A historic home in Silvana that sat vacant and neglected for years has gone from no place to showplace.

The house, located at 1921 Ole Larson Road, was built in 1907 as the parsonage for the Zion Lutheran Church.

A historic home in Silvana that sat vacant and neglected for years, has gone from no-place to showplace.

The house, located at 1921 Ole Larson Road, was built in 1907 as the parsonage for the Zion Lutheran Church.

The Olson brothers, who were local farmers and church members, donated the property.

Zion Lutheran, which opened its doors is 1898, is now known as the Little White Church on the Hill and overlooks the Stillaguamish Valley at 23605 Pioneer Highway — about seven miles southeast of downtown Stanwood.

After many years of use, the parsonage, which sits about a mile from the church, was eventually sold and became a private residence.

According to local residents, the property, which is known as the Olson homestead, was abandoned many years ago and was often illegally occupied.

The house was also vandalized with such things as graffiti and damage to the woodwork—most of the windows were also broken out.

Eventually it became an illegal dumping ground and was covered with garbage, including over a dozen cars and recreational vehicles.

For the last several years, this once-stately home could best be described as an eyesore.

Beth and Kevin Ivey, owners of Keys Property Investment, LLC saw something completely different—they saw a charming old house in a bucolic setting filled with potential.

The Iveys, who relocated to Marysville from Alaska six years ago, became involved in real estate as a matter of necessity.

“About four years ago, the rental we were living in was put up for sale,” Beth Ivey said.

The couple, who are parents to young twins, had busy lives and moving seemed like the last things they wanted to do.

The decided to look into becoming homeowners instead of renters.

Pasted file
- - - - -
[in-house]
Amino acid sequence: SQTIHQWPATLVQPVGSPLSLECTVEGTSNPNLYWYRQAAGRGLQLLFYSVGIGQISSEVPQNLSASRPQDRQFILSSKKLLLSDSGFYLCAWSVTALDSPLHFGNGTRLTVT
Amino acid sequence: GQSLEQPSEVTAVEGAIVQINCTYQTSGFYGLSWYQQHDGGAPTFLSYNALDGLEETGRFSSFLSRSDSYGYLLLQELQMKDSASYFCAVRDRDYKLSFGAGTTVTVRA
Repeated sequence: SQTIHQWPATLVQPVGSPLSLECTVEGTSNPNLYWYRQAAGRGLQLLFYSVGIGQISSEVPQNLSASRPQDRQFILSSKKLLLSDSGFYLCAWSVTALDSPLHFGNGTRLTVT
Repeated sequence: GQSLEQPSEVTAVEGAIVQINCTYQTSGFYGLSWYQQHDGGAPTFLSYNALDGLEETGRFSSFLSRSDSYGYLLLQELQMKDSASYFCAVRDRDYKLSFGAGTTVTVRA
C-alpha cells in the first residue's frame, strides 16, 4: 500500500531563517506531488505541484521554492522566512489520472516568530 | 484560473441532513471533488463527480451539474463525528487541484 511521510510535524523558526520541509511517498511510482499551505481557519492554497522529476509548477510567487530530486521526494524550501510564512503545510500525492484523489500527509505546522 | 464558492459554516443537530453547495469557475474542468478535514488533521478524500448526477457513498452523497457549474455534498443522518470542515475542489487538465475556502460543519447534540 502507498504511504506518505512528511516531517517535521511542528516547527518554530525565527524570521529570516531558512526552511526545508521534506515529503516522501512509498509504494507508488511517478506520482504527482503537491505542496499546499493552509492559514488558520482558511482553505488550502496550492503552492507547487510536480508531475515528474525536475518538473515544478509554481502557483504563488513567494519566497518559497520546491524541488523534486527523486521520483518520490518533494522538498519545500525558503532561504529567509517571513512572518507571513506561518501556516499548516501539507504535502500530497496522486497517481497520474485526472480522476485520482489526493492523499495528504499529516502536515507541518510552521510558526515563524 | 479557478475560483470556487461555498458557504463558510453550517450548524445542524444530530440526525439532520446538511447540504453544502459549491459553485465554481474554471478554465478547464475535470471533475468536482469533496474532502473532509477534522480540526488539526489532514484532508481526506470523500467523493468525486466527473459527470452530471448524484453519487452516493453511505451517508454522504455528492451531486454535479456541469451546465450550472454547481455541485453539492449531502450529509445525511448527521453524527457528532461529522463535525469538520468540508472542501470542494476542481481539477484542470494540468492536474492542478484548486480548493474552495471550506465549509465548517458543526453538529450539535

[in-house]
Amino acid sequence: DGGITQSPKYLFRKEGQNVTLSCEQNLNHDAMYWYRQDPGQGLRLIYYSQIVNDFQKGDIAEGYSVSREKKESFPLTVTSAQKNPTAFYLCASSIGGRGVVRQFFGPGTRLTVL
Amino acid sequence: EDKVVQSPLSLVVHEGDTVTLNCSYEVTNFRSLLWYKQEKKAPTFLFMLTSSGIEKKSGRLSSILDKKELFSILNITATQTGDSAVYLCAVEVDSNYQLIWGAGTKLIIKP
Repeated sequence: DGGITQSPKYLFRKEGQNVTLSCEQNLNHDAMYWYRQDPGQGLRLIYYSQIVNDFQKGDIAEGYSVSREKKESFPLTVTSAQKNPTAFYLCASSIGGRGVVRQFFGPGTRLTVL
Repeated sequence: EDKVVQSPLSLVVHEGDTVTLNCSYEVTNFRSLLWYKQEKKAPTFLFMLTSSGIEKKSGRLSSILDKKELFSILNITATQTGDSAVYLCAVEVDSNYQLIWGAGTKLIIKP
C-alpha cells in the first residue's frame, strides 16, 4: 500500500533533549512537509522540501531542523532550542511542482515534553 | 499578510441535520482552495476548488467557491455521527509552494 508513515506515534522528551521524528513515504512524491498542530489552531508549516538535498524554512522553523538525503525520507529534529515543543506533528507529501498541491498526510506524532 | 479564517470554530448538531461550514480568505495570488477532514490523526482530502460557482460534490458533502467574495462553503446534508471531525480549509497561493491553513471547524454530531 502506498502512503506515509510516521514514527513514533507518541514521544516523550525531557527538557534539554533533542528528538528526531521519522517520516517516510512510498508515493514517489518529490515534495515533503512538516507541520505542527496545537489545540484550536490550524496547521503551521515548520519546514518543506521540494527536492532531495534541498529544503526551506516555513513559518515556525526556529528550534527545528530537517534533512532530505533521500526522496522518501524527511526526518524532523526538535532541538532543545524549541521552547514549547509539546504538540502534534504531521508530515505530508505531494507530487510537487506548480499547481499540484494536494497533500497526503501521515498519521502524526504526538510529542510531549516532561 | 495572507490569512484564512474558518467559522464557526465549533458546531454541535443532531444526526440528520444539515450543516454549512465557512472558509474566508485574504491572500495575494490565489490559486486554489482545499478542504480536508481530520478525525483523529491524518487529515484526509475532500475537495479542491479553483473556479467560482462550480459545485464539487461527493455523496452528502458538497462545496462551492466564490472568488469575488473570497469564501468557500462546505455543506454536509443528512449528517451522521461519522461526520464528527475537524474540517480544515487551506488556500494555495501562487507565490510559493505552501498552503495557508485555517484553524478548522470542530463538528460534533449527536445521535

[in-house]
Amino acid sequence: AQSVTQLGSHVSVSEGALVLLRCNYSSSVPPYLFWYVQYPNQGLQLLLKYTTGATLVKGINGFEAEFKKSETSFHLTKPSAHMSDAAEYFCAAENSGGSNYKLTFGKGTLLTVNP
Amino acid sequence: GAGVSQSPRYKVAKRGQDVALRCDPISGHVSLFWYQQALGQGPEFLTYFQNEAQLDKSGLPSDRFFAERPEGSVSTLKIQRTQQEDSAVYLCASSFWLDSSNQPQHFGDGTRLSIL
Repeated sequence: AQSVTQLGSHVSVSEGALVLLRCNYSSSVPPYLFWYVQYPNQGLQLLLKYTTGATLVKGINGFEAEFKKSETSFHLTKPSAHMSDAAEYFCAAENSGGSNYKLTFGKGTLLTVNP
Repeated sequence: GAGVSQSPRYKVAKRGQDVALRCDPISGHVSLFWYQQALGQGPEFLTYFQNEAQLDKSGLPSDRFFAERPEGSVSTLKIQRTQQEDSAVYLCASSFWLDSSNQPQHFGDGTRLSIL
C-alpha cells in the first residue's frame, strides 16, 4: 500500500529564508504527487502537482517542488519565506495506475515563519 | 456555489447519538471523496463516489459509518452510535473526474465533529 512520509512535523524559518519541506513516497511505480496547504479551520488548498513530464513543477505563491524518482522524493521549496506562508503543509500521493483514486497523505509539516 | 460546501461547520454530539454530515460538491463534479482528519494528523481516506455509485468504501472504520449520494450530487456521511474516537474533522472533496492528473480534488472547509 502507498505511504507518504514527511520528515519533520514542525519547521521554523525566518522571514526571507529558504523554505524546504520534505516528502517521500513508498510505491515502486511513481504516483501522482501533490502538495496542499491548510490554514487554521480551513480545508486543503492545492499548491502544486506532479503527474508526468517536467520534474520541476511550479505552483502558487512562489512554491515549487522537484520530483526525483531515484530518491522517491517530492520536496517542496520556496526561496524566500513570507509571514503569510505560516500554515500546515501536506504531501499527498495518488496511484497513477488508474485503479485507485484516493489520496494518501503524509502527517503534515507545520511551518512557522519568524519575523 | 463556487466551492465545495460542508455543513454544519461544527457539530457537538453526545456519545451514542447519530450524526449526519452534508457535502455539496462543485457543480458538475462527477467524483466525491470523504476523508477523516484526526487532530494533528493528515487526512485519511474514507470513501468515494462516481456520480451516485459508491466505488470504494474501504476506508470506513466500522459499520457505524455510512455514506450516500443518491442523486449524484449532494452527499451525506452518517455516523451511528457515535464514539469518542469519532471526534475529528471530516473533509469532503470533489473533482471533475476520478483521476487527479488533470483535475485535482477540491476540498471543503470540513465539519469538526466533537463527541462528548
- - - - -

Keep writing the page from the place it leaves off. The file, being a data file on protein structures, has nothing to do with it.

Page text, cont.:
“We did our research on the housing market and Kevin started looking at all the ways real estate is bought and sold,” Ivey said. “He became especially interested in how houses in foreclosure were often sold at auction at an affordable price.”

The Iveys ended up buying the house they were renting.

This turned out to be just the beginning of their real estate adventure.

Kevin, who had worked in the restaurant industry for years and was ready for a change, starting bidding on properties that he thought they could renovate and sell for a profit.

“After purchasing a house in Deming, we officially became flippers,” Beth Ivey said.

The Silvana house is the couple’s eighth project.

“We saw pictures of the house online but bought the property without an actual sight visit, as we have with most of our other flips,” she said.

They were the only bidders and acquired the house, which sits on just over an acre, for $254,594 in October of 2021.

“We knew it was a big cleanup job and full renovation but the price was right and we were ready for a challenge,” Ivey said.

They hired a hauling company to remove the tons of garbage, which included three RVs, thirteen cars and a boat.

The couple did all the demo work themselves, including removing the original lath and plaster from the walls of the structure.

For the renovation, which began in early 2022, the Iveys worked closely with their realtor Cheryl Buck, of Buck Real Estate, on the design

“Of course, we knew that virtually everything in the house needed to be updated—including adding bathrooms, modernizing electrical, plumbing and the HVAC system,” Buck said. “But the house had such good bones and it’s a classic example of American Foursquare architecture.”

American Foursquare was a popular home style in the early 1900s that was characterized by wide porches and well-proportioned rooms with several bedrooms.

There are many examples of this architectural style in the Stanwood area, including the Lady Florence event rental property located several miles west of the Olson homestead.

After the demo was complete, the ambitious work of transforming the structure began.

“We were able to save some of the old fir floors, parts of the woodwork and the beautiful old staircase, which was really exciting,” Beth Ivey said. “We had to reconfigure a lot of the floor space, including the kitchen, dining area and existing bathroom, to be able to modernize and update for today’s conveniences.”

The Iveys worked with real estate agent Cheryl Folgmann, who is also a staging specialist, to come up with the interior style.

“We wanted a look that was clean and modern but also had warm farmhouse appeal,” Folgmann said. “We also wanted to take advantage of all the natural light that was available due to the home’s open location.”

When the house was finished the entire team was pleased with the outcome.

“This was just such a special project,” Beth Ivey said. “To bring this historic old place back from the brink was just so satisfying. I think with all the care and effort we put into this house, it will be around for at least 100 more years.”

Need to update closer to publication date: The house sold in xxx for $xxx.

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